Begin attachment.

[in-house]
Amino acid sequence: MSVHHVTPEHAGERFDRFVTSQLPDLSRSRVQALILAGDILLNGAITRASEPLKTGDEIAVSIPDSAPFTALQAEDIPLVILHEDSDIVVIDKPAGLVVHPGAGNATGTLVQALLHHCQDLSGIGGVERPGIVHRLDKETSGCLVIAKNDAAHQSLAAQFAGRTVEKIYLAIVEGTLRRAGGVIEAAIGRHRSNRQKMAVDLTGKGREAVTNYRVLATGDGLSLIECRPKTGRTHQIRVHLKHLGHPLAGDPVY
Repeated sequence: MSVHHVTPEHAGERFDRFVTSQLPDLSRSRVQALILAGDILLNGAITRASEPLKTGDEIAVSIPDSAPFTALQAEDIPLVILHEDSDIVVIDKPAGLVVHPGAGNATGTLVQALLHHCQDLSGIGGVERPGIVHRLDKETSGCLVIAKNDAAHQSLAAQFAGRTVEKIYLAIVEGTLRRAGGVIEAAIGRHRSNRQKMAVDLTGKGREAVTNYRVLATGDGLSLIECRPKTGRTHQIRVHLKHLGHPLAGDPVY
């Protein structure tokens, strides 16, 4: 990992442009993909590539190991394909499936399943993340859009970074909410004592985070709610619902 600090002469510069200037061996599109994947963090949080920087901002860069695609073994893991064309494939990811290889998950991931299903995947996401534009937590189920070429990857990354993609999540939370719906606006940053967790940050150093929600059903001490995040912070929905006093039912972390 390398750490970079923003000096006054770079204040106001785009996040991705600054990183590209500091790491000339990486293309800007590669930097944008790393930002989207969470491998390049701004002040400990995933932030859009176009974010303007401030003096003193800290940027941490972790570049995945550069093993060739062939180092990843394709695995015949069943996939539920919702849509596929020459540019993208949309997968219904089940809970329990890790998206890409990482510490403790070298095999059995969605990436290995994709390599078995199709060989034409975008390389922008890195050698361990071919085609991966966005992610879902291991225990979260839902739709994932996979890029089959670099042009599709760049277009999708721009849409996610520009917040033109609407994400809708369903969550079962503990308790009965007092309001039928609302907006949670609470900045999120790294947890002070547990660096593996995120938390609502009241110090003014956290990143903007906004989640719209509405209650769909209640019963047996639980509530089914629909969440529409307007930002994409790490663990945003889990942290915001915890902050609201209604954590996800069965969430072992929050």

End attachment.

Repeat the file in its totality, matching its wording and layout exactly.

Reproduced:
[in-house]
Amino acid sequence: MSVHHVTPEHAGERFDRFVTSQLPDLSRSRVQALILAGDILLNGAITRASEPLKTGDEIAVSIPDSAPFTALQAEDIPLVILHEDSDIVVIDKPAGLVVHPGAGNATGTLVQALLHHCQDLSGIGGVERPGIVHRLDKETSGCLVIAKNDAAHQSLAAQFAGRTVEKIYLAIVEGTLRRAGGVIEAAIGRHRSNRQKMAVDLTGKGREAVTNYRVLATGDGLSLIECRPKTGRTHQIRVHLKHLGHPLAGDPVY
Repeated sequence: MSVHHVTPEHAGERFDRFVTSQLPDLSRSRVQALILAGDILLNGAITRASEPLKTGDEIAVSIPDSAPFTALQAEDIPLVILHEDSDIVVIDKPAGLVVHPGAGNATGTLVQALLHHCQDLSGIGGVERPGIVHRLDKETSGCLVIAKNDAAHQSLAAQFAGRTVEKIYLAIVEGTLRRAGGVIEAAIGRHRSNRQKMAVDLTGKGREAVTNYRVLATGDGLSLIECRPKTGRTHQIRVHLKHLGHPLAGDPVY
């Protein structure tokens, strides 16, 4: 990992442009993909590539190991394909499936399943993340859009970074909410004592985070709610619902 600090002469510069200037061996599109994947963090949080920087901002860069695609073994893991064309494939990811290889998950991931299903995947996401534009937590189920070429990857990354993609999540939370719906606006940053967790940050150093929600059903001490995040912070929905006093039912972390 390398750490970079923003000096006054770079204040106001785009996040991705600054990183590209500091790491000339990486293309800007590669930097944008790393930002989207969470491998390049701004002040400990995933932030859009176009974010303007401030003096003193800290940027941490972790570049995945550069093993060739062939180092990843394709695995015949069943996939539920919702849509596929020459540019993208949309997968219904089940809970329990890790998206890409990482510490403790070298095999059995969605990436290995994709390599078995199709060989034409975008390389922008890195050698361990071919085609991966966005992610879902291991225990979260839902739709994932996979890029089959670099042009599709760049277009999708721009849409996610520009917040033109609407994400809708369903969550079962503990308790009965007092309001039928609302907006949670609470900045999120790294947890002070547990660096593996995120938390609502009241110090003014956290990143903007906004989640719209509405209650769909209640019963047996639980509530089914629909969440529409307007930002994409790490663990945003889990942290915001915890902050609201209604954590996800069965969430072992929050």